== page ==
Louisville Magazine

MAY 2014

Louisville Magazine is Louisville's city magazine, covering Louisville people, lifestyles, politics, sports, restaurants, entertainment and homes. Includes a monthly calendar of events.

Issue link: https://loumag.epubxp.com/i/300717

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Page 33 of 120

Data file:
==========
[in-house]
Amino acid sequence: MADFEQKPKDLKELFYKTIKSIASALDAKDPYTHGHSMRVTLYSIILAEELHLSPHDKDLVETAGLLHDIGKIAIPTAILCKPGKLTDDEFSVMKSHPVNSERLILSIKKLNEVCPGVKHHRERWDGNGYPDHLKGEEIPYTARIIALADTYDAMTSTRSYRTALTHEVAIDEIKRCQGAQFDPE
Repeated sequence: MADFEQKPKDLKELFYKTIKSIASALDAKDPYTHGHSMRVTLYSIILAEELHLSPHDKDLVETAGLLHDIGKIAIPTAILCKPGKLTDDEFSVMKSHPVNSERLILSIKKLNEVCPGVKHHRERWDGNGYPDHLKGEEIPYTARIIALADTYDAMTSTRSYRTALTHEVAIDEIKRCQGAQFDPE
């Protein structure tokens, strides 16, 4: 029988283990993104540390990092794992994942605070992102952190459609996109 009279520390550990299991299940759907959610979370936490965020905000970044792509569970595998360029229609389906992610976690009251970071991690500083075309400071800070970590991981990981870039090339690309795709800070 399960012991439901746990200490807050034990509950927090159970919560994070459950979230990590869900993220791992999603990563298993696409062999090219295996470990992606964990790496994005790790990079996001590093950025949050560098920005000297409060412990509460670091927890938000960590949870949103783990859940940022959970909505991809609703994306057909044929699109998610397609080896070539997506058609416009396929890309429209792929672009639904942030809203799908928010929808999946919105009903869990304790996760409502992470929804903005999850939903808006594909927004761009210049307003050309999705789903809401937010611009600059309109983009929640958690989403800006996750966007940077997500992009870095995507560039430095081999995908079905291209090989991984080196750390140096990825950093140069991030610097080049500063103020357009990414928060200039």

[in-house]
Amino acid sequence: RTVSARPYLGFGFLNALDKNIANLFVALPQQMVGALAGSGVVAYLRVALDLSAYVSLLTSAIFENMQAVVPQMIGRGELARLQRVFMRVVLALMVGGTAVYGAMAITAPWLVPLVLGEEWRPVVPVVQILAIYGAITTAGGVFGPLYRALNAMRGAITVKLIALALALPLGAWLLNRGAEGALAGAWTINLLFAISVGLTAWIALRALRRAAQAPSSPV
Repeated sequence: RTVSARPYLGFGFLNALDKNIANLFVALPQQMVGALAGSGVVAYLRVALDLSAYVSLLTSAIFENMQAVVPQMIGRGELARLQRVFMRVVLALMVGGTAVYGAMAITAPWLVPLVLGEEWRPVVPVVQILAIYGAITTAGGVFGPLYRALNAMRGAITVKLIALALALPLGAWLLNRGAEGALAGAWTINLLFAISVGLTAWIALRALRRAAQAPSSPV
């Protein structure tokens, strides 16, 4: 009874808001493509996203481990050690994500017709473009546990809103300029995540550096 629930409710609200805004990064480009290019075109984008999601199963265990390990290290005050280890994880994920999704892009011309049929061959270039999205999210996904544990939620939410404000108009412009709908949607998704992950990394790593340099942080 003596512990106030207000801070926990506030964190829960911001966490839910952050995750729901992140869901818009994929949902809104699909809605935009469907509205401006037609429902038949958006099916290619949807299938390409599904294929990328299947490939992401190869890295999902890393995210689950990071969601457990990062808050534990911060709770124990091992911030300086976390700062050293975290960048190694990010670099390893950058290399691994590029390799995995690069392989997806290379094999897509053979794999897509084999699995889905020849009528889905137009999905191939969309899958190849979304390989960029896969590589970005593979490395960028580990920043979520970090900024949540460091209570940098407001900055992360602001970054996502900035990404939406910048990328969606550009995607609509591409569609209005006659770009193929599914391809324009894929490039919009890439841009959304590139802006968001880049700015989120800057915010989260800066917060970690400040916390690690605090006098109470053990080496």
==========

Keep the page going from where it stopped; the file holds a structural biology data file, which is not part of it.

5.14 LOUISVILLE MAGAZINE 3 1 www.eclipsebank.com www.shalimarlouisville.com Johnson hired a lawyer and threatened to sue Yates for libel. Te issue died without any other action from either side, but it was not the frst time or the last that Colonial Gardens became a headache for Johnson. In 2008, four South End busi- nessmen formed an investment group to buy the building and raze it to make way for new development. Johnson sided with neighbor- hood organizations that opposed demolition and successfully sought a landmark designation to prevent that action. Area realtor Tommy Lee Gailor, a brother of one of the investors, says the landmarking limited the partners' options and led them to walk away from the deal. He blames Johnson for not being statesmanlike and bring- ing the two sides together. "Johnson had an opportunity with Colonial Gardens and he let it slip through his fngertips," says Gailor. "Now it's just an eyesore." Last year, fve years after the deal went sour, the city purchased Colonial Gardens for $430,000, asking for proposal submissions from private developers to buy and revamp the property, with fnancial sweeteners from metro government thrown in. Recently, the only taker, Underhill Associates, which is also redeveloping the former Americana Apartments on Southland Boulevard, accepted a deal in which the city will turn ownership of the property over to Underhill for $1 and provide the company with a $1.2 million construction grant. Te only holdup is the need to persuade a Little Caesars Pizza now located on the property to move, because the goal is to attract locally owned restaurants and shops rather than national chains to the site. As you might expect, the 2008 developers are burned that Underhill is getting a generous deal when they couldn't fnd support for a project that would have cost the city nothing. One of Johnson's tasks was to ask the owners of Sister Bean's Cofee House — now farther down New Cut Road — to consider moving to Colonial Gardens when construction is complete. It turns out that one of the cofeehouse's owners, Teresa Girodo Gailor, happens to be the wife of one of the original investment group's partners, Rusty Gailor, and she let Johnson know in no uncer- tain terms on Facebook that his part in the 2008 landmarking of Colonial Gardens wouldn't help attract her business. For now, South End residents are waiting for the situation with Little Caesars to be resolved so they can move forward. Johnson, in the mean- time, is going about business as usual. "My goals for the next term are to fnally get an NBA team here, which we are working on hard at this mo- ment," he says. "To continue paving and doing what we have been doing taking care of people's problems as they arise. We had a gentleman who called the other day because he couldn't get his garbage picked up because it was in an orange bag. We fought all the way to the mayor's ofce trying to get that picked up yesterday." 24-31 Dept.indd 31 4/21/14 11:25 AM

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